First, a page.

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Thailand Destroys Over 2 Tons of Ivory

In a significant show of support for Africa's elephants, Thailand officials crushed over two tons of confiscated ivory on Wednesday, including tusks, carvings and trinkets that were pulverized with a hammer mill and later incinerated.

The nation's first-ever ivory destruction ceremony began with Buddhist and Brahmin faith leaders praying for at least 200 elephants that had been slaughtered for their ivory that was destroyed. Prime Minister Prayut Chan-o-cha, who presided over the ceremony, said the crush would not be a one-off event, and that Thailand is committed to fighting the illegal wildlife trade.

"The destruction of confiscated ivory in Bangkok will not in itself put an end to the illegal trade," CITES Secretary-General John E. Scanlon said in a statement. "It is, however, ensuring that no one will ever profit from this contraband. When coupled with seizures, prosecution and conviction of offenders, it sends a powerful message that Thailand does not and will not tolerate this illegal trade."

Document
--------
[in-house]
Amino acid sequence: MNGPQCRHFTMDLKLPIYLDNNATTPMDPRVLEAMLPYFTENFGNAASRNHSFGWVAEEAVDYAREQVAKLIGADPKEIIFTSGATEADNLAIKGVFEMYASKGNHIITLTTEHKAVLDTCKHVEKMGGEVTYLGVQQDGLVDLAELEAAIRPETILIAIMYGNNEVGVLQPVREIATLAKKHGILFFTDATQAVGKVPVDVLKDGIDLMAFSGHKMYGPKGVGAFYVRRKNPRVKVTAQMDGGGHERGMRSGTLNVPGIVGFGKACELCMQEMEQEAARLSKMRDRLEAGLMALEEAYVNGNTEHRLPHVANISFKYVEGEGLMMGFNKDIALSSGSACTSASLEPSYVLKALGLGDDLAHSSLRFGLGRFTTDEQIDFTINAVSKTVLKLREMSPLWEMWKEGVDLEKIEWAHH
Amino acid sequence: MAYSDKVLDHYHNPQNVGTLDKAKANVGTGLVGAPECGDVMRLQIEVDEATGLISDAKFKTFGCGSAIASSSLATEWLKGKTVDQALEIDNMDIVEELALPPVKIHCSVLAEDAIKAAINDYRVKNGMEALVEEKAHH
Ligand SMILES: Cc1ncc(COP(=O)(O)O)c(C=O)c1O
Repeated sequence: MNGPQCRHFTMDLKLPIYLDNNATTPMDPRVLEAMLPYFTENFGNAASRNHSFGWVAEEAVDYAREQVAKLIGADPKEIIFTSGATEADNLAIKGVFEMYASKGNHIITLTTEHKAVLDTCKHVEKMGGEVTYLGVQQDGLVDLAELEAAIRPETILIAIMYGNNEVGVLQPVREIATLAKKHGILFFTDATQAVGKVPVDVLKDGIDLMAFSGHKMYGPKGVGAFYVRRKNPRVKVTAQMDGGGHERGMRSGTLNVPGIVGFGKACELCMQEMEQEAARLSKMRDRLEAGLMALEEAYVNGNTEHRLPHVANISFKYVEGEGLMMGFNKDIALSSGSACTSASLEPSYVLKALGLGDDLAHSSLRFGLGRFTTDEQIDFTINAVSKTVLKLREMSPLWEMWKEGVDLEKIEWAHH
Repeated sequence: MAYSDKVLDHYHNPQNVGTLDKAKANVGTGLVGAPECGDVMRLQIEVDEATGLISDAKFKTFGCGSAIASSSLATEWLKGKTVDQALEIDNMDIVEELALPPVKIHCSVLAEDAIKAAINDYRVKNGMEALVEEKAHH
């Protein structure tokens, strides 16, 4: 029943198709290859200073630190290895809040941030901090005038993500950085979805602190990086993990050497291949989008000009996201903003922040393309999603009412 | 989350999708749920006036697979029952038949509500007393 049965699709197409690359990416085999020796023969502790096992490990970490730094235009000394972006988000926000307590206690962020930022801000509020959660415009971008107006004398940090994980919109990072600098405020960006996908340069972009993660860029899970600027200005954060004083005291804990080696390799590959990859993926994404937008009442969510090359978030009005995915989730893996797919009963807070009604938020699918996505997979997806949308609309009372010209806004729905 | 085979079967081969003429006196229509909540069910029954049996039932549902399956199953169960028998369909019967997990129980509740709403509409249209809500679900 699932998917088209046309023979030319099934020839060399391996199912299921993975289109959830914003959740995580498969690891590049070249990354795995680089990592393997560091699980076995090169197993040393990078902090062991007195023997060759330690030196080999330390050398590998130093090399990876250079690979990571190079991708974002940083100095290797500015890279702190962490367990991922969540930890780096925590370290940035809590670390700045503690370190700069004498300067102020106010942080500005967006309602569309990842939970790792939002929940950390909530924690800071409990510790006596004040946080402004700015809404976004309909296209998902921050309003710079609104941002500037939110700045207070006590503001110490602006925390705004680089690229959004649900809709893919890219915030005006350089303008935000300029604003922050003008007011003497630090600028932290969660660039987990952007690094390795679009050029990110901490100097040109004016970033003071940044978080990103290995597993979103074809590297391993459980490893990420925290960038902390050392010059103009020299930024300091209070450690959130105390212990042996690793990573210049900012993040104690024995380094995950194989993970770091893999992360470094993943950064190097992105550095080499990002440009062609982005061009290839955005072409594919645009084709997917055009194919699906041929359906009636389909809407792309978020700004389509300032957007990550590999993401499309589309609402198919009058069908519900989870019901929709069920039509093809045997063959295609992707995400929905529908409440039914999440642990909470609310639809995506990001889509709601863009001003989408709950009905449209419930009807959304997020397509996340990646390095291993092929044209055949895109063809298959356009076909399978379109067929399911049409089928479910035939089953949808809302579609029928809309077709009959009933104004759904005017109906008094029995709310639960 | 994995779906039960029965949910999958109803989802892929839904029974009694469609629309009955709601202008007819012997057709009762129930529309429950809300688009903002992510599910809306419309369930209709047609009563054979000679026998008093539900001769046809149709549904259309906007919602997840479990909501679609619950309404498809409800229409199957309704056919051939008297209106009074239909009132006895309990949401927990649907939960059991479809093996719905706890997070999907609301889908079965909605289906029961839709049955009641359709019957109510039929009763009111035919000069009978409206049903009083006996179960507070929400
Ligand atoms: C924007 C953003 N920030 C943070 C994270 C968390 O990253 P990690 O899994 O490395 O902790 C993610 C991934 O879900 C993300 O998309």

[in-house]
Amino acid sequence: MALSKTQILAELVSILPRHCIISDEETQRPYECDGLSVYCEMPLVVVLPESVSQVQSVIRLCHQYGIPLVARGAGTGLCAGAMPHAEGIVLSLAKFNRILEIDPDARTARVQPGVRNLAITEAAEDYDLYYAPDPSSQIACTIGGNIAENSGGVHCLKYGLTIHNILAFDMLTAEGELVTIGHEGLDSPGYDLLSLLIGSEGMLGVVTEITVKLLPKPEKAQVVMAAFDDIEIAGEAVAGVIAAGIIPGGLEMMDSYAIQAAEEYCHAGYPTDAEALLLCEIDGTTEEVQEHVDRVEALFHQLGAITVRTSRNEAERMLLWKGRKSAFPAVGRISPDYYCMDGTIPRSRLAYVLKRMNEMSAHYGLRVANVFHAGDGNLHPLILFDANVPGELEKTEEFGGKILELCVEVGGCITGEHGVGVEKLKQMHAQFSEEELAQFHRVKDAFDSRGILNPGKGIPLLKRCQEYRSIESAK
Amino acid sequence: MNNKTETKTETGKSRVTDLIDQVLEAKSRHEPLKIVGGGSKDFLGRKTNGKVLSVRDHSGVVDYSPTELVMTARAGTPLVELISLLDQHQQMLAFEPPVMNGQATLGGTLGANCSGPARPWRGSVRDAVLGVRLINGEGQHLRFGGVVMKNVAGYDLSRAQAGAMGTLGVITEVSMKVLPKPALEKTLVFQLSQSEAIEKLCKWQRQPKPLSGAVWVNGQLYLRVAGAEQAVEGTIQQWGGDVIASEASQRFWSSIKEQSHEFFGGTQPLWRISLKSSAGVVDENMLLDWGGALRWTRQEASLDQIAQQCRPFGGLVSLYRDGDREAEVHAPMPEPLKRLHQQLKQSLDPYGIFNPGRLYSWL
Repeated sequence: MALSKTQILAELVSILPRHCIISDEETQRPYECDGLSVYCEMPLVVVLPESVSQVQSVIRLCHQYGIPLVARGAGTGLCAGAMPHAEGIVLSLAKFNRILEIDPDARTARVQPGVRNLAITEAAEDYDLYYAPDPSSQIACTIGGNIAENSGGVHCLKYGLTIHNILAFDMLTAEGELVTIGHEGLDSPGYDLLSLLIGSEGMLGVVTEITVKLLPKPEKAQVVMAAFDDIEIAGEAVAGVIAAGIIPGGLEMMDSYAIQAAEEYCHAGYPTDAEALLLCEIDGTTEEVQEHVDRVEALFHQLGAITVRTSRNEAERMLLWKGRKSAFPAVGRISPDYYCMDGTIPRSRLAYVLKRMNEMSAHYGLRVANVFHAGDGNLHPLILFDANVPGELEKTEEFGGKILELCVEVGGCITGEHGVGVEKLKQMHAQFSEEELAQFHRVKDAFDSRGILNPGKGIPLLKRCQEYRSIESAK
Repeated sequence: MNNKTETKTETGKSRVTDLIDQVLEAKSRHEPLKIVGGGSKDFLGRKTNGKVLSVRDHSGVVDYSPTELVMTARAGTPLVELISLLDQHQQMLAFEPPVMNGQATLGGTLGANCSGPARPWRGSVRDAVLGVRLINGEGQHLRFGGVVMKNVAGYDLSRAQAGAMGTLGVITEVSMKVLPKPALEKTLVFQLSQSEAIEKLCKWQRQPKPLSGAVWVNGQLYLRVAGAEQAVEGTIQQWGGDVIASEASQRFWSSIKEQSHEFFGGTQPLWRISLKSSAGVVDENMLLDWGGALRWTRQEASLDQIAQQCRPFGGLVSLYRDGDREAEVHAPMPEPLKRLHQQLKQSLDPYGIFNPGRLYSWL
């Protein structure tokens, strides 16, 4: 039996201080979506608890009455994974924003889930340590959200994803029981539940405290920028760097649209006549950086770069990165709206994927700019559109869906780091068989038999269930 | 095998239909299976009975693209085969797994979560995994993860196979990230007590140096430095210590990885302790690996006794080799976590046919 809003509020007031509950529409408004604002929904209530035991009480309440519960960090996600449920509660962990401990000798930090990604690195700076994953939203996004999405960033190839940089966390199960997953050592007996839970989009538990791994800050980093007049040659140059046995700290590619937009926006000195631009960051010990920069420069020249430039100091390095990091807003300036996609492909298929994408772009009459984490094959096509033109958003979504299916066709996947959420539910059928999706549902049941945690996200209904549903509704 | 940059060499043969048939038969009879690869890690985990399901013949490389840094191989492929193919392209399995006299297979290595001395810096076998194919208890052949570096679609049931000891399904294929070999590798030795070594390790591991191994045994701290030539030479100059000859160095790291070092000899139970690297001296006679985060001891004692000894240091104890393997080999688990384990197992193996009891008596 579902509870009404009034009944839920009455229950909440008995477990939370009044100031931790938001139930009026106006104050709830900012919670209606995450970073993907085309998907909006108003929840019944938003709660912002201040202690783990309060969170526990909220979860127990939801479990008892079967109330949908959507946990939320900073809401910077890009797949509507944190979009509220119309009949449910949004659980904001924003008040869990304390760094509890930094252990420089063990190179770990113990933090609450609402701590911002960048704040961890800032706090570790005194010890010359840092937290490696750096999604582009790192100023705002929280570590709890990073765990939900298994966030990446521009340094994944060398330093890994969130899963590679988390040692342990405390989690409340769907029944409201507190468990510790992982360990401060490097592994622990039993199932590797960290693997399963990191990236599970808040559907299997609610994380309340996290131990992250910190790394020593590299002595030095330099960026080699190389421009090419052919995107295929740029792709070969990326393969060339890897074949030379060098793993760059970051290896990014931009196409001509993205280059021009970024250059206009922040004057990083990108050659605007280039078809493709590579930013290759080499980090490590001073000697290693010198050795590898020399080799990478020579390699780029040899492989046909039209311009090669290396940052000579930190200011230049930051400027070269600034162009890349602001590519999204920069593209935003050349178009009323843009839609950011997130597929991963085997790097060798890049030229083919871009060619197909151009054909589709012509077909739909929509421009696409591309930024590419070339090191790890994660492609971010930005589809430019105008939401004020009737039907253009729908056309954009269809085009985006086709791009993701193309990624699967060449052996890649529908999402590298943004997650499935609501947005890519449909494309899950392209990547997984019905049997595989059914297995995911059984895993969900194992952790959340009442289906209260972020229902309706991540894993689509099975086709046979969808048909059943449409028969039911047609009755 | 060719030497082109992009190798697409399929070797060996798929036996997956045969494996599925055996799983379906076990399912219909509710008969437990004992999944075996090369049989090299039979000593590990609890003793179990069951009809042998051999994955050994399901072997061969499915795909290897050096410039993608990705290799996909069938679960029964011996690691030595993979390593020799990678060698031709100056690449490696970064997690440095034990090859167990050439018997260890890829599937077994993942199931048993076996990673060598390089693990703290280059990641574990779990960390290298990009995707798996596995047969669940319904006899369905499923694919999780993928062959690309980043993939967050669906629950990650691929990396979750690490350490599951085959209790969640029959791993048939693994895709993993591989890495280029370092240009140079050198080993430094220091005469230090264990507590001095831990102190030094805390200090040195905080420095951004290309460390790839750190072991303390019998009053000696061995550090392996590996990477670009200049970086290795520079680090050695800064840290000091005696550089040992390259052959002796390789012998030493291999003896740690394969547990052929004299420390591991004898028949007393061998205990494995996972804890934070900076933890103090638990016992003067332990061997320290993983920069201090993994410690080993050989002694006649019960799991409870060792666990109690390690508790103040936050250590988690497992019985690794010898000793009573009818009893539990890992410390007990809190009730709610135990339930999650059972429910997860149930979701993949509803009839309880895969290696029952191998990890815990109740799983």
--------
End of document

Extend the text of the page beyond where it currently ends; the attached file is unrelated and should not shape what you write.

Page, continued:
WWF Thailand and Freeland were involved in auditing the ivory stockpile as well as overseeing the destruction process. "This event aligns the commitment of the Thai government and the will of Thai people with the global priority of stopping the illegal ivory trade," said WWF’s Janpai Ongsiriwittaya, who participated in the audit. 

Tanzania: Poaching Threatens Tourism Industry Growth

Poaching in Tanzania is threatening to undermine the East African nation’s growing tourism economy, one otherwise poised to add hundreds of thousands of jobs in the coming years. 

Adelham Meru, Tanzania’s Minister of Natural Resources and Tourism, warns that poaching could affect as many as 3.8 million tourism jobs across Africa, including guides, drivers, and hotel and restaurant staff. 

All Africa reports: 

Tanzania, like many African nations, has been hard hit by poaching over the past decade. Last year a survey revealed that the country had lost more than half its elephants, with populations declining from 110,000 in 2009 to fewer than 44,000. Tanzania's iconic giraffes, the country's national symbol, have also suffered, as has much of its other wildlife.